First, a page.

a series of real numbers. A power series converges at q if
the resulting series of real numbers converges.
• Interval of convergence. The set of real numbers at which
a power series converges is an interval, called the interval
of convergence, or a point. If the power series is centered
at c, this set is either (i) (– ∞, ∞); (ii) (c – R, c + R) for some
R>0, possibly together with one or both endpoints; or (iii)
the point c alone. In case (ii), R is called the radius of
convergence of the power series, which may be ∞ and 0
for cases (i) and (iii), respectively. Convergence is absolute
for  x– c < R. You can often determine a radius of
convergence by solving the inequality that puts the ratio
(or root) test limit less than 1. E.g., for
3
n +1
n 2
x
x
: 2 nn / <1& x <2,
/ xn 2, nlim
"3 2 n+1 ] n+1 g 2
2
x
n =1 2 n
which, with the ratio test, shows that the radius of
convergence is 2.
• Geometric power series. A power series determines a
function on its interval of convergence:
n
x " f ] x g= / a n ] xc g n . One says the series converges
3
n= 0
3
N
x N+1 ] x!1 g,
/ x n =1+x+x2+…+xN= 11x
n=0
polynomials
converges for x in the interval (–1,1) to 1/(1–x) and
n=0
geometric series may be identified through this basic one.
/ 2:3 n x n =2 x3 / b x3 l
3
E.g.,
3
E.g.,
/ 13
n=1 n
≈
12
/ 13
n=1 n
+
#13
3
1 dx
x3
= 1.2018..., an
underestimate with error <13–3 <5•10– 4.
• Absolute convergence. If / a n converges, that is, if
/ a n {converges absolutely}, then / a n converges, and
3
3
n=1
n =1
/ an # / an . A
n=0
n
= 2x : 1 ,
3 1x/3
for
x/ 3< 1. The interval of convergence is (–3,3).
• Calculus of power series. Consider a function given by a
power series centered at c with radius of convergence R:
N+1
N
/ x n = 11 x ^ x <1h . Other
3
n =0
3
, i.e., the sequence of
n=0
N
3
f (N+1)
/x
to the function. The series
n
series converges conditionally if it
converges, but not absolutely.
• Comparison tests. Assume an , bn >0.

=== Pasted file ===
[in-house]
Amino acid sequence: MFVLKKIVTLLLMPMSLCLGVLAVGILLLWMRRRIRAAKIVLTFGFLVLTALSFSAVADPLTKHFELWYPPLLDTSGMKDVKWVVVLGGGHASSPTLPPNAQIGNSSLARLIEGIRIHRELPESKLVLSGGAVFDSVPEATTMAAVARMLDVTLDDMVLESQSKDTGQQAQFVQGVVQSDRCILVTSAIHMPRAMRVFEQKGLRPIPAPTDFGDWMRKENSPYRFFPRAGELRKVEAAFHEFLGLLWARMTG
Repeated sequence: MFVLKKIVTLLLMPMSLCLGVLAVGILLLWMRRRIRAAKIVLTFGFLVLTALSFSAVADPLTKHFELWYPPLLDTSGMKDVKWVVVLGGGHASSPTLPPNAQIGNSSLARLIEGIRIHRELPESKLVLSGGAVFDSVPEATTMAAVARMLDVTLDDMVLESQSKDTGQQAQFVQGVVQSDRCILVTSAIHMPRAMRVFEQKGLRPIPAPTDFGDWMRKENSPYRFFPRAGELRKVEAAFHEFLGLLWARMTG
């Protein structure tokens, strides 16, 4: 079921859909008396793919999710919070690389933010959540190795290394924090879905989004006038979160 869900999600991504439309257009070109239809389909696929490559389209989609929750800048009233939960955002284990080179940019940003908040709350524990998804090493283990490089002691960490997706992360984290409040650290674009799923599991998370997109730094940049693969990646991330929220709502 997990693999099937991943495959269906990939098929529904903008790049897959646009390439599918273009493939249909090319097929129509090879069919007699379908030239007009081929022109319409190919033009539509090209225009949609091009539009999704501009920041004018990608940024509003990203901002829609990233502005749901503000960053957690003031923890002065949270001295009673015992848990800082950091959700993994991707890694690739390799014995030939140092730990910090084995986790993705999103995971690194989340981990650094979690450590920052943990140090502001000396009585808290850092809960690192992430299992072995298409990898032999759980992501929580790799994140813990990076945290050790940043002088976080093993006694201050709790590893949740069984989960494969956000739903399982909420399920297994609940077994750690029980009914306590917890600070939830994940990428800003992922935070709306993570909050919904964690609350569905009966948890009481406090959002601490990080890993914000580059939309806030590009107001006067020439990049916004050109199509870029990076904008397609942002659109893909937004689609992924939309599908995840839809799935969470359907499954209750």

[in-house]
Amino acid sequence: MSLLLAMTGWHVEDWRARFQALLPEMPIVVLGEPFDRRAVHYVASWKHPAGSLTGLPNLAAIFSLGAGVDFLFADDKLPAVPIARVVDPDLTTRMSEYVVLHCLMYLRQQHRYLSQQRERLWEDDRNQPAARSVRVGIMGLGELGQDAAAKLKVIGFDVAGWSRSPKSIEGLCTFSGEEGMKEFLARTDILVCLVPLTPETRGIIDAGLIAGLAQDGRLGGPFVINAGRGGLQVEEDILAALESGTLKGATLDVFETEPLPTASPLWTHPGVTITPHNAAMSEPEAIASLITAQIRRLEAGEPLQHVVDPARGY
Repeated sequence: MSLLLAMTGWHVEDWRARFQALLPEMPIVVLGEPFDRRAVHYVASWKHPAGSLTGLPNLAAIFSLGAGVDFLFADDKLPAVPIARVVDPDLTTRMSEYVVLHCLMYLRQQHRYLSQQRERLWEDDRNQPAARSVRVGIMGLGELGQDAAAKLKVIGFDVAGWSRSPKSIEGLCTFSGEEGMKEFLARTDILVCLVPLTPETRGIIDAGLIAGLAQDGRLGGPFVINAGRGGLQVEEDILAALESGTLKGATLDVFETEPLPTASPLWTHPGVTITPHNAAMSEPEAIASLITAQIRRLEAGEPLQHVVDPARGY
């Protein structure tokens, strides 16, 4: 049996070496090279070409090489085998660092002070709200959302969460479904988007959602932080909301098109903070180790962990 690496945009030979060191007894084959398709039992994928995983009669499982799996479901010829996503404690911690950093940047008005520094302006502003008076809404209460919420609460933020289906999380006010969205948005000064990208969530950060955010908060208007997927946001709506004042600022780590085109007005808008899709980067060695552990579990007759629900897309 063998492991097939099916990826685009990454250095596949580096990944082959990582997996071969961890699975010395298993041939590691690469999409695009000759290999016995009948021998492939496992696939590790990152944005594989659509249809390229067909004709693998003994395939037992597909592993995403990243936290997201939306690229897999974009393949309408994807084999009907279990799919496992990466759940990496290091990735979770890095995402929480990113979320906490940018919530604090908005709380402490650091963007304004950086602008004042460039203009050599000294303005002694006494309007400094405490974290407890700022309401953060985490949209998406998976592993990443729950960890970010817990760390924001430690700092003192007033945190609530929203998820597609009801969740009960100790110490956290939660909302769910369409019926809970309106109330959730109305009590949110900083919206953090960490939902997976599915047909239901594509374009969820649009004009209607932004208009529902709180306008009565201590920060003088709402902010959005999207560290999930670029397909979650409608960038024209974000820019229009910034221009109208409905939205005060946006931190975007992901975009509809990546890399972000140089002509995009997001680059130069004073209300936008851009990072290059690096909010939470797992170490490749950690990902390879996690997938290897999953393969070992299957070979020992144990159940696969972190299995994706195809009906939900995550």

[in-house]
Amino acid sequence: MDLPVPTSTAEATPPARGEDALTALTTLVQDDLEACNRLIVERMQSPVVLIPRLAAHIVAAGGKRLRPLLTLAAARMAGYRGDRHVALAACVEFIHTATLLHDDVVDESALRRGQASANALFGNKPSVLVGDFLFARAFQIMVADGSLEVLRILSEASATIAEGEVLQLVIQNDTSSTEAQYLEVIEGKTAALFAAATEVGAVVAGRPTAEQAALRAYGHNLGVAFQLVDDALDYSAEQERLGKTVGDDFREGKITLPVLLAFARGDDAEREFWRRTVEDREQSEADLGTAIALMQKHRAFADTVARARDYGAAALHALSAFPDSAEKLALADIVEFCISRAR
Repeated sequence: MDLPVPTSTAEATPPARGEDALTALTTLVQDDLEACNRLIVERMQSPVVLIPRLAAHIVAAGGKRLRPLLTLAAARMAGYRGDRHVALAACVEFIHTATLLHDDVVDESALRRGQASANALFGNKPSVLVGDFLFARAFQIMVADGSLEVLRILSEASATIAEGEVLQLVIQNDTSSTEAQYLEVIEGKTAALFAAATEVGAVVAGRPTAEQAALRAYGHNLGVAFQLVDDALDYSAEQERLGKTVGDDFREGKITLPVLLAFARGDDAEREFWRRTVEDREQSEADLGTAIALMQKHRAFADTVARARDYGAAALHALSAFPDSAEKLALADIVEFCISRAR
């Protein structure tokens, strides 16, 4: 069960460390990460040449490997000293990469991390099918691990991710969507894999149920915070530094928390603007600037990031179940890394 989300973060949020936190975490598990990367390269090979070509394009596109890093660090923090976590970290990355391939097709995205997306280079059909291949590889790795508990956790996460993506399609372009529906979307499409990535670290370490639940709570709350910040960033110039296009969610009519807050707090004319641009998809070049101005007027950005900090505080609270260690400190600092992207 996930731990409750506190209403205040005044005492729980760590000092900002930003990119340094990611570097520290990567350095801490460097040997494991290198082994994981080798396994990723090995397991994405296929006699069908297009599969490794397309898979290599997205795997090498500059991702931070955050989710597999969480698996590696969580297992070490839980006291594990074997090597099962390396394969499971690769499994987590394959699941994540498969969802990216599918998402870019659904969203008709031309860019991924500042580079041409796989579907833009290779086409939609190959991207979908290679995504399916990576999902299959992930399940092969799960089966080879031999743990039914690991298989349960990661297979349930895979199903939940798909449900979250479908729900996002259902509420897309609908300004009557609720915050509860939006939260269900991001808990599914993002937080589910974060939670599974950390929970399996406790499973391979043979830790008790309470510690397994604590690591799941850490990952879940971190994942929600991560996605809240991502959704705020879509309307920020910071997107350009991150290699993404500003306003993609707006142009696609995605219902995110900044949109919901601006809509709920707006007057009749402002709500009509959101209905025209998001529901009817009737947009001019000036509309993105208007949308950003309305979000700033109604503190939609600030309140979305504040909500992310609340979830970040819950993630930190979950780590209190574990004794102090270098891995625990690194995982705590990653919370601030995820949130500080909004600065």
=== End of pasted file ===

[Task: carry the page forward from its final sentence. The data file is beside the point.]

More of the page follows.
If / b n converges and either an £bn (n≥ N ) or an / bn
has a limit, then / a n converges.
3
n
ln ] 1+x g= / ] 1 g n+1 xn for x < 1; a remainder
n=1
argument (see below) implies equality for x =1.
• Taylor and MacLaurin series. The Taylor series
about c of an infinitely differentiable function f is
]kg
3
/ f k!]cg ] xcgk= f (c) + f'(c)(x – c) + f l2l!]cg ] xcg2+g.
k=0
If c = 0, it is also called a MacLaurin series. The Taylor
series at x may converge without converging to f (x). It
converges to f (x) if the remainder in Taylor’s formula,
]
g
R n ] x g= 1
f ]n+1g _ p i:] xc g n+1 (ξξ between c and x,
] n+1 g !
ξ varying with x and n), approaches 0 as n → ∞. E.g., the
remainders at x =1 for the MacLaurin polynomials of
ln(1 + x) (in Taylor’s formula above) satisfy
1
# 1 "0,
R n ]1g =
] n+1 g _ 1+p i n+1 n+1
] 1 g n+1
n .
n=1
3
so ln 2= /
• Computing
A power series in x–c (or “centered at c” or “about c”) is written
diverges otherwise. That is,
!n = K f ^nh . !n = K f ^nh + #N + 1 f ^ xh dx
K
/ an xn .
The power series is denoted
3
12
3
/ a n x n ^ N=0, 1, 2, fh .
polynomials in x of the form
right side overestimating the sum with error less than
3
n"3
n"3
1 ] n! g 1/n = 1 .
precisely, nlim
e
"3 n
E.g., / 4n =4 c 1 1 1 m=2.
1 3
n= 1 3
3
• pseries. For p, a real number,
 If / b n diverges and either bn £an (n≥ N ) or an / bn has
a nonzero limit (or approaches ∞), then / a n diverges.
f(x)=
Taylor
series.
/ a n ] xcgn ^ xc <R h,
1 = / nx n1= / ] n+1 g x n ^ x <1 h .
series gives
] 1x g 2 n=1
n=0
• Basic MacLaurin series:
3
3
1 =1+x+x2 + ...= / x n ^ x <1 h
1x
n=0
3
3
n
x 2 + x 3 – ... = /
] 1 g]n+1 g x ] 11x#1 g
n
2 3
n=1
ln 1+x =2 c x+ x
3
1x
3
3
arctan x=x – x
3
+
5
+
x 5 +g m=2 / x 2n+1 ^ x <1 h
5
n=0 2n+1
3
x
5
The differentiated series has radius of convergence R, but
may diverge at an endpoint where the original converged.
Such a function is integrable on (c – R, c + R), and its
integral vanishing at c is:
#c
a
f ] t g dt= / n ] xc g n+1 ^ xc <R h .
n=0 n+1
x
3
4
INTEGRATION
DEFINITIONS
INTERPRETATIONS
• Heuristics. The definite integral captures the idea of
adding the values of a function over a continuum.
• Riemann sum. A suitably weighted sum of values. A
definite integral is the limiting value of such sums. A
Riemann sum of a function f defined on [a, b] is
determined by a partition, which is a finite division of